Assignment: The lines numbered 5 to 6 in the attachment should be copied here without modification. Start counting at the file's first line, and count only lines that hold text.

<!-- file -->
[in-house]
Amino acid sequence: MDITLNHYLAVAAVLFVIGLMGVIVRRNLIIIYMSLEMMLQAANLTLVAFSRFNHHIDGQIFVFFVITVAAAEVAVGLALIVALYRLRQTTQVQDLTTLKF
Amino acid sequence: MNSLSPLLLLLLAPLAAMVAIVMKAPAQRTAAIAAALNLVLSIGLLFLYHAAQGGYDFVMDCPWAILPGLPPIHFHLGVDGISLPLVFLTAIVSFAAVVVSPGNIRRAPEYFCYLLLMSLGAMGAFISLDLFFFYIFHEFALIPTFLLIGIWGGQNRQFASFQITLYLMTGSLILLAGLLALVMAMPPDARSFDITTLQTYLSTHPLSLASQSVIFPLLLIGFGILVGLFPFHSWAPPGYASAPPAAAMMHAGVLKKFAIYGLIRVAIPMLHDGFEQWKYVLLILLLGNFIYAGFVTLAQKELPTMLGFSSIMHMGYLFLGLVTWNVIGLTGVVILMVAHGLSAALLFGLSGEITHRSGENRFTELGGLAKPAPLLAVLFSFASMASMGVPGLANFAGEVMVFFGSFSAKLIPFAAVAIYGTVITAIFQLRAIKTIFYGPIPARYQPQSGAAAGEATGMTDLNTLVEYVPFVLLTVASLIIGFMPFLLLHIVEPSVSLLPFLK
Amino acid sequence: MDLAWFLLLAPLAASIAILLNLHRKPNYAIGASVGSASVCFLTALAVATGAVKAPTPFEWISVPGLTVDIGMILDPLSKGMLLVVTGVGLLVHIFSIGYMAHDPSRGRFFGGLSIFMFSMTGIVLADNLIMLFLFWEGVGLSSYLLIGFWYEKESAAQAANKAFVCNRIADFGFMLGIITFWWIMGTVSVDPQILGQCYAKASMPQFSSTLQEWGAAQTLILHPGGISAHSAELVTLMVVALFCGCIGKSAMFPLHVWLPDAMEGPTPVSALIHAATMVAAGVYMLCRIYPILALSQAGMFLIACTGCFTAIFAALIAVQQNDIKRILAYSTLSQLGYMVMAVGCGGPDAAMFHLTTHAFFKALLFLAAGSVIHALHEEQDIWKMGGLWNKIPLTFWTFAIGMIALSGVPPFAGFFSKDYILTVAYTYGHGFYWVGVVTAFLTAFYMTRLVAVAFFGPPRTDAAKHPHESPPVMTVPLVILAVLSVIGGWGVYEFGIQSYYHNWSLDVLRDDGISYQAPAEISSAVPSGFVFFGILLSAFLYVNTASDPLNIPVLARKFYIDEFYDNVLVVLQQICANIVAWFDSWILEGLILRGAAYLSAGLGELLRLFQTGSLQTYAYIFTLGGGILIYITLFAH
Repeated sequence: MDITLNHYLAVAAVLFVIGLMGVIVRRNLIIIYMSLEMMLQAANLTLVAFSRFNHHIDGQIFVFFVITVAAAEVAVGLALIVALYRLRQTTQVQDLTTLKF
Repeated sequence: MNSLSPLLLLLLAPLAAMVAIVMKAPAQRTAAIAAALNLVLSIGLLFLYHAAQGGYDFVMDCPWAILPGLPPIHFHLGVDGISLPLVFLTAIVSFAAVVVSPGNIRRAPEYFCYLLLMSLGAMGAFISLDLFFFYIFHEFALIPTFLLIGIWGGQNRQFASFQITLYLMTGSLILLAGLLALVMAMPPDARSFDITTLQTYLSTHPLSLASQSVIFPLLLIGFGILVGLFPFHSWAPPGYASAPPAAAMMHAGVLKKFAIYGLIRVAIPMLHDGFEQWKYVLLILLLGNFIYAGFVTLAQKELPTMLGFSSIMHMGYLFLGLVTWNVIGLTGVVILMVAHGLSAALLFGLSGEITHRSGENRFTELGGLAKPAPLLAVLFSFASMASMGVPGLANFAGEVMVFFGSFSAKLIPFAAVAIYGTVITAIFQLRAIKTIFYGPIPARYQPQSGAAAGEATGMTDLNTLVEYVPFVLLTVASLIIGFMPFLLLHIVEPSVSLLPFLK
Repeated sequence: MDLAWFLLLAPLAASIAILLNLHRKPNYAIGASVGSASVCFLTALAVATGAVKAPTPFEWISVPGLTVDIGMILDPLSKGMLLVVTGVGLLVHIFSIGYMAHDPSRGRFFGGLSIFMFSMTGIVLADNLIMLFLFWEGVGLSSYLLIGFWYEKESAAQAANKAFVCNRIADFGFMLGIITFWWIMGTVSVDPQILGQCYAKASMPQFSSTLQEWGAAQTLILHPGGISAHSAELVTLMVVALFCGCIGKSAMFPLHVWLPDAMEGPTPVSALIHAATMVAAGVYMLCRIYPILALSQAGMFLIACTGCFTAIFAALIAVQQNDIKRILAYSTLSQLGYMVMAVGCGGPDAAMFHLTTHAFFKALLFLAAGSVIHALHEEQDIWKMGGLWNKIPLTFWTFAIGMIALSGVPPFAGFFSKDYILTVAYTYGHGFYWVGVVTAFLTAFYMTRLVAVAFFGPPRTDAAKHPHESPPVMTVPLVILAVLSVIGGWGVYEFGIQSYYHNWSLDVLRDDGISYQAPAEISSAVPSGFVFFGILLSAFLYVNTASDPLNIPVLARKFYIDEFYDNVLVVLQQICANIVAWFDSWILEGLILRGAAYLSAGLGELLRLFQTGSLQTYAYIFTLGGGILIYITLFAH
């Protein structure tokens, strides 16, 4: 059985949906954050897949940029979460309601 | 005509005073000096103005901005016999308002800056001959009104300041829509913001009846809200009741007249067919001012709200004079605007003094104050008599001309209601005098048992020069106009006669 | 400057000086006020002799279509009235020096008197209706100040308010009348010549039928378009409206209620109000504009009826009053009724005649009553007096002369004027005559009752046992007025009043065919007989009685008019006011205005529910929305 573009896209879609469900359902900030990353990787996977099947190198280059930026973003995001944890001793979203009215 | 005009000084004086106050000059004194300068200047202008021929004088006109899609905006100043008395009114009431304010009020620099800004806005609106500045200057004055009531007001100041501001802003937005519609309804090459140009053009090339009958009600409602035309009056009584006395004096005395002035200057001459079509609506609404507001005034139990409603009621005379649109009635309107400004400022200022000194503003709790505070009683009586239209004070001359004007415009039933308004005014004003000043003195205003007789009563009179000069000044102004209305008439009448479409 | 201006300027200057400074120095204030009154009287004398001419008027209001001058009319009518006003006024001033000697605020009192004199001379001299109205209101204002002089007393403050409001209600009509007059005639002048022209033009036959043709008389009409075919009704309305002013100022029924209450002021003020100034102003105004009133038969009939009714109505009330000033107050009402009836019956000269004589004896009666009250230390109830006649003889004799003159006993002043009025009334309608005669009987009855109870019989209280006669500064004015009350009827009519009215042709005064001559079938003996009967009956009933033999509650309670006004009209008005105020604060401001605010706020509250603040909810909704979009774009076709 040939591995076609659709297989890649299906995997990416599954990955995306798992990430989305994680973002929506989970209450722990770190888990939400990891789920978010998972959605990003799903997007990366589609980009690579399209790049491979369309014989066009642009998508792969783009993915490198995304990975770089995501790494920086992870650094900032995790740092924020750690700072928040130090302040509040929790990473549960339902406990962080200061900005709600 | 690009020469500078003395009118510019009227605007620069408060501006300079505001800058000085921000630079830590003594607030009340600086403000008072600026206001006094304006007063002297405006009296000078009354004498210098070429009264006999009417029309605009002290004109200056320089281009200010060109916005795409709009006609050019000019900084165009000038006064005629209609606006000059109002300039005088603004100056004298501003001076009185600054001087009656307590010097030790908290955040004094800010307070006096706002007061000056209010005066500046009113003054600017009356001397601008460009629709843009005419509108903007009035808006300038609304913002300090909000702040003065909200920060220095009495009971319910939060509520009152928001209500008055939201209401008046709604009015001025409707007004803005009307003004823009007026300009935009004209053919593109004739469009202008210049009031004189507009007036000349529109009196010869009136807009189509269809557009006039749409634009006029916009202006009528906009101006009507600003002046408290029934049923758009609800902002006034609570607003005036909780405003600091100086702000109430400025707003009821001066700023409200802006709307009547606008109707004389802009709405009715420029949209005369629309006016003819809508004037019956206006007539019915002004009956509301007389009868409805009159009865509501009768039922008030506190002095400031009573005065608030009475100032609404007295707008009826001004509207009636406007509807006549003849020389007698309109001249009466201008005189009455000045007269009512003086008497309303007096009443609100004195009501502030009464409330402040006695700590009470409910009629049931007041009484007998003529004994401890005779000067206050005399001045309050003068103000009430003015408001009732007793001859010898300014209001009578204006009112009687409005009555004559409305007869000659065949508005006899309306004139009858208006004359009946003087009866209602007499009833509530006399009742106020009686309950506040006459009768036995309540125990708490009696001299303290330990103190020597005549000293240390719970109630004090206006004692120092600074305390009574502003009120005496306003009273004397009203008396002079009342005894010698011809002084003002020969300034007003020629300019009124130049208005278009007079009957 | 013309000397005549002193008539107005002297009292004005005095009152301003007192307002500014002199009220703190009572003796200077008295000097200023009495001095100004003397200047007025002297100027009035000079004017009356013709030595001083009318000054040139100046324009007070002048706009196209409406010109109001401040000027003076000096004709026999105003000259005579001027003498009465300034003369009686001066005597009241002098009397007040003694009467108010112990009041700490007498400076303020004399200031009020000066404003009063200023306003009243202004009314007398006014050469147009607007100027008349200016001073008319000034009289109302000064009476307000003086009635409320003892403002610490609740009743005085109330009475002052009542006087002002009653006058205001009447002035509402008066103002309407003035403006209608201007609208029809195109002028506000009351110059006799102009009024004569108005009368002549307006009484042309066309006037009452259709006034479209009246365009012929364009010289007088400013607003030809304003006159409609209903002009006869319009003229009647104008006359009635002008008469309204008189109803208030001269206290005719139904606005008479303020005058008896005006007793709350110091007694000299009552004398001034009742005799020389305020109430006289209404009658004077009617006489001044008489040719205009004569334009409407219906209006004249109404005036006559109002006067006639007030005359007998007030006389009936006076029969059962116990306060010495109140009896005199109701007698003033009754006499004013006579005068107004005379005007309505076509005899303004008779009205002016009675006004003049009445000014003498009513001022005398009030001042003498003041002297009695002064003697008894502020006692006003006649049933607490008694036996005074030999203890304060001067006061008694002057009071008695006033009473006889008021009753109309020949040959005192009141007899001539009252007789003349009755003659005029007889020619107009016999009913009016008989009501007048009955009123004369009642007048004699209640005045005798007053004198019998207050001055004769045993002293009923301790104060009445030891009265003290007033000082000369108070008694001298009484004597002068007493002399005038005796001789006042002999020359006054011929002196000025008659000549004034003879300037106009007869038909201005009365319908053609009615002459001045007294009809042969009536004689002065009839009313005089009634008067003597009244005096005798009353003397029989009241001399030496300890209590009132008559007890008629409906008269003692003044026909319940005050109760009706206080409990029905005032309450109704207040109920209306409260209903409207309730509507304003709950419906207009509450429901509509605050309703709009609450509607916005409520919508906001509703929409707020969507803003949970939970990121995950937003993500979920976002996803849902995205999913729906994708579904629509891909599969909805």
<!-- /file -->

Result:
Repeated sequence: MDITLNHYLAVAAVLFVIGLMGVIVRRNLIIIYMSLEMMLQAANLTLVAFSRFNHHIDGQIFVFFVITVAAAEVAVGLALIVALYRLRQTTQVQDLTTLKF
Repeated sequence: MNSLSPLLLLLLAPLAAMVAIVMKAPAQRTAAIAAALNLVLSIGLLFLYHAAQGGYDFVMDCPWAILPGLPPIHFHLGVDGISLPLVFLTAIVSFAAVVVSPGNIRRAPEYFCYLLLMSLGAMGAFISLDLFFFYIFHEFALIPTFLLIGIWGGQNRQFASFQITLYLMTGSLILLAGLLALVMAMPPDARSFDITTLQTYLSTHPLSLASQSVIFPLLLIGFGILVGLFPFHSWAPPGYASAPPAAAMMHAGVLKKFAIYGLIRVAIPMLHDGFEQWKYVLLILLLGNFIYAGFVTLAQKELPTMLGFSSIMHMGYLFLGLVTWNVIGLTGVVILMVAHGLSAALLFGLSGEITHRSGENRFTELGGLAKPAPLLAVLFSFASMASMGVPGLANFAGEVMVFFGSFSAKLIPFAAVAIYGTVITAIFQLRAIKTIFYGPIPARYQPQSGAAAGEATGMTDLNTLVEYVPFVLLTVASLIIGFMPFLLLHIVEPSVSLLPFLK